Last update: 2019-06-19 14:51:01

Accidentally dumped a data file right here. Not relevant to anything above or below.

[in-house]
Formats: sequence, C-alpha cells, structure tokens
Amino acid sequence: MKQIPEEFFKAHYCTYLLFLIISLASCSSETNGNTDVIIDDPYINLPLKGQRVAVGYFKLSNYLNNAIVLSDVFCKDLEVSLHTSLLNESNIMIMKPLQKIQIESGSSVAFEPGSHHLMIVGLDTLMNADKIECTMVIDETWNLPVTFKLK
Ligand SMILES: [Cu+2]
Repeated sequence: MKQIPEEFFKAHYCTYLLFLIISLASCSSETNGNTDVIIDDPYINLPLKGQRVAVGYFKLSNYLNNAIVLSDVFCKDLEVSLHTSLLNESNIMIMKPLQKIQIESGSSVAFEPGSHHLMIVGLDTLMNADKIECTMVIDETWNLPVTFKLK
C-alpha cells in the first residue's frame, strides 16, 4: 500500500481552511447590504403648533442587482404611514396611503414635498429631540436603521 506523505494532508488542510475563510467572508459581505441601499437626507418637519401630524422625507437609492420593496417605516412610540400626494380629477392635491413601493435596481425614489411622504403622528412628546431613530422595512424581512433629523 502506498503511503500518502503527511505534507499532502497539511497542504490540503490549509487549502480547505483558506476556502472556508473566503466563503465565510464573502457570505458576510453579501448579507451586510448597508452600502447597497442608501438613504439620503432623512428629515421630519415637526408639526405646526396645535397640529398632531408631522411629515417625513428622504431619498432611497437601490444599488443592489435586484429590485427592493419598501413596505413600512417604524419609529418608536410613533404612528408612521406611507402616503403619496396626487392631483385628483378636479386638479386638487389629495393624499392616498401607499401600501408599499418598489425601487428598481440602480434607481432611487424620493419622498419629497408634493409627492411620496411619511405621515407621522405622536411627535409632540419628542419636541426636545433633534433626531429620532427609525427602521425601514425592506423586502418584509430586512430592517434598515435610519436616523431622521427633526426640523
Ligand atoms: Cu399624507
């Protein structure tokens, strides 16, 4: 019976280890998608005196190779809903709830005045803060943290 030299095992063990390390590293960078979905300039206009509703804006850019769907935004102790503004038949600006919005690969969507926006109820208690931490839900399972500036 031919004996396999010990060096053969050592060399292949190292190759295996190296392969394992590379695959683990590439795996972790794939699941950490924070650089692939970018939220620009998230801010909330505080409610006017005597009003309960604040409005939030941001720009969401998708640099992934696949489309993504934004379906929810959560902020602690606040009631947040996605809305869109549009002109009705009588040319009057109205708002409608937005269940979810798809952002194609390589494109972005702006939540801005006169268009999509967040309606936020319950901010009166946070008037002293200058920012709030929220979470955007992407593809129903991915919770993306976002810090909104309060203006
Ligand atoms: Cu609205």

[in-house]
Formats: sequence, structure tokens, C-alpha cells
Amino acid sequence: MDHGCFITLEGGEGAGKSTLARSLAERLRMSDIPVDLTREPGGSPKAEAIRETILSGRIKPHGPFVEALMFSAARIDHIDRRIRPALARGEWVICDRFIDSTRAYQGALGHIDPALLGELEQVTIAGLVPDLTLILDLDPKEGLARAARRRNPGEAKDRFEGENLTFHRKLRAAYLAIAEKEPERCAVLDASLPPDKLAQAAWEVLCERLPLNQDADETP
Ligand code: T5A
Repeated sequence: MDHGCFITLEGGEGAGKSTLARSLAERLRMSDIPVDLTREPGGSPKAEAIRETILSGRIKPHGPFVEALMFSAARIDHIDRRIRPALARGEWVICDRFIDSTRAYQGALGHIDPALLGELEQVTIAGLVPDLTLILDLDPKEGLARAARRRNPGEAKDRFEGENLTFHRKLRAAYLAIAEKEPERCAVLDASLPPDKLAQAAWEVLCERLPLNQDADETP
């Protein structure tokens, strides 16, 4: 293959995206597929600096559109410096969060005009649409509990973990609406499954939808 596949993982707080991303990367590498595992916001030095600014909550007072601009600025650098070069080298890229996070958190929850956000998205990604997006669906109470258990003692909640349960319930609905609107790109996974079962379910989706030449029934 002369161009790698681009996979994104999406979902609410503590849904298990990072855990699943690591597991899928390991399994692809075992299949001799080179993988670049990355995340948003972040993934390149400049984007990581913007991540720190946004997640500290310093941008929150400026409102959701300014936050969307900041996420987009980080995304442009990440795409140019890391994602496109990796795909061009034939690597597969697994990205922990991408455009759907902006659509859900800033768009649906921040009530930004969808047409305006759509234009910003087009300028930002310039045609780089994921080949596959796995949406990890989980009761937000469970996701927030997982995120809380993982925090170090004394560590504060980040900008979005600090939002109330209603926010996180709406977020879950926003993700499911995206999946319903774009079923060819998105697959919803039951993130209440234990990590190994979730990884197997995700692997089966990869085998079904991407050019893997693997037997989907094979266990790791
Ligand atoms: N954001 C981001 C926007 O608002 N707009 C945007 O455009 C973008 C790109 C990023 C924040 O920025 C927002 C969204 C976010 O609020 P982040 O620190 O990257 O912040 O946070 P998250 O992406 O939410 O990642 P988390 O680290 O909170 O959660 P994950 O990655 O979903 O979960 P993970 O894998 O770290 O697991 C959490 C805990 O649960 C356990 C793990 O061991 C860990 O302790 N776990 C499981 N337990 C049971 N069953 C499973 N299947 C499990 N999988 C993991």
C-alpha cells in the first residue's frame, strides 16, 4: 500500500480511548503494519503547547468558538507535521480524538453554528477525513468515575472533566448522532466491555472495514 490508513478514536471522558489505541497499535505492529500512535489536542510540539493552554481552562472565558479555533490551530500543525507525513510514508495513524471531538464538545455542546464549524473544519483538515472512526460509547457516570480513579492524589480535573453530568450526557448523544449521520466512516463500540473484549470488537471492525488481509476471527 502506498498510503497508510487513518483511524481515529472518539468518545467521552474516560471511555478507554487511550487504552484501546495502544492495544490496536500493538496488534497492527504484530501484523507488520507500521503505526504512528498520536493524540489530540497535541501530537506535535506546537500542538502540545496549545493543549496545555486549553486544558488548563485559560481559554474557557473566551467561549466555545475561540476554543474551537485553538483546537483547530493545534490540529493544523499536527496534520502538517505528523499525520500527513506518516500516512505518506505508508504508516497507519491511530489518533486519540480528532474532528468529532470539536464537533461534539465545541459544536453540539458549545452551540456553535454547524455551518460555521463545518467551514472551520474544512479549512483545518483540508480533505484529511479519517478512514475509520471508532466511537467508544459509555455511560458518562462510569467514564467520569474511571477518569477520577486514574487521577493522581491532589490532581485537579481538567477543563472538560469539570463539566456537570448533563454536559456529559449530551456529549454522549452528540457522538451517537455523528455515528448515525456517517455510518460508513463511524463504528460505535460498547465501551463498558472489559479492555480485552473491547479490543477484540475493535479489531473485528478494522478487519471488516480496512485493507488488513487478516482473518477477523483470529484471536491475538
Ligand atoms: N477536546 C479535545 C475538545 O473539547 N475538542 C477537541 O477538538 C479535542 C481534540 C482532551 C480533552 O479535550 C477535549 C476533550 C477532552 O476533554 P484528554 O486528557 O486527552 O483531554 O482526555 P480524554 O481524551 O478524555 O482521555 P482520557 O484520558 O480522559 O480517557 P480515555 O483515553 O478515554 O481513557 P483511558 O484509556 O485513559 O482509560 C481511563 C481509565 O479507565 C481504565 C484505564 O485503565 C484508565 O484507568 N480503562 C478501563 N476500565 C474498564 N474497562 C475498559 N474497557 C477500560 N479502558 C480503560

For years scholars have bet on the disappearance of God from the history of man. Modernisation – they maintained – involves a progressive abandoning of religious beliefs, inevitably destined to be replaced by more scientific and rational explanations of reality. There was talk of the death of God, of His eclipse, of the disenchantment of the world and desacralisation. This forecast had universal reach: the secularisation process, starting in the West, would have progressively taken over the globe. And wherever the persistence of some form of worship or religious feeling risked belying the theory, it was dismissed by speaking of residual phenomena. In reality, the prediction was to a certain extent correct: even if faith has not disappeared, it has certainly been privatised and religious practice has diminished. Then Islam arrived, the great spread of oriental religions has taken place and different forms of Evangelical Christianity have multiplied. More generally, religions have reappeared in the public sphere and people have been starting to talk about the re-enchantment of the world, of the return of God, of religious reawakening. Olivier Roy takes part in this debate and, in the wake of his early research on the relationship between Christianity and culture and his detailed studies on the various forms of radicalism and Islamic fundamentalism, he presents the public with a general reflection on the nature of religions in the post-secular age. He does this however with a theory that rejects the hypothesis of religious awakening. According to Roy, in fact, secularisation does not cancel religions, but on the contrary it contributes to their production even if with a new physiognomy. Expelling the religious from the public space and separating it from the culture it would isolate it in a ‘pure’ form. Therefore one cannot rightly speak of its return, but only of its mutation. The divorce between religion and culture generates what Roy defines as holy ignorance: a refusal by the religious to express culturally that, ‘if pushed to extremes, it transforms into mistrust towards religious knowledge itself, by means of the idea that knowledge is not necessary to reach salvation and can even be harmful for the faith.’ On the wave of globalisation such development gives rise to a ‘formatting’ of religions that, also in their variety, tend to express themselves according to homogenous schemes: de-territorialisation, separation and recombination of ‘religious markers’ and ‘cultural markers,’ refusal of the mediation of theological knowledge to the advantage of a ‘direct inspiration,’ the prevailing of the norm over culture, identity exasperation. This is why, according to Roy, there is no sense in speaking about multi-culturalism, since the cultures that one would like to preserve are already the result of a standardisation. Hence the success of the global religions, like Evangelical Christianity or Salafite Islam, disconnected from any cultural context and without any concern for ‘enculturation.’ To explain this process the author uses a long series of examples, with the benefit of an engaging style and the solidity of the basic thesis. The impression however is that in the attempt to explain everything through such key Roy’s interpretation is strained. For example, it is difficult to make the evolution of contemporary Catholicism go back at all costs into the scheme of ‘holy ignorance,’ when starting with the most recent Magisterium, from the Gaudium et Spes to John Paul II and Ratzinger-Benedict XVI, there would be material to show a peculiar interest in the relationship between faith and culture. The book is fundamental reading however for anyone wanting to confront one of the most important and interesting phenomena of the present historical moment.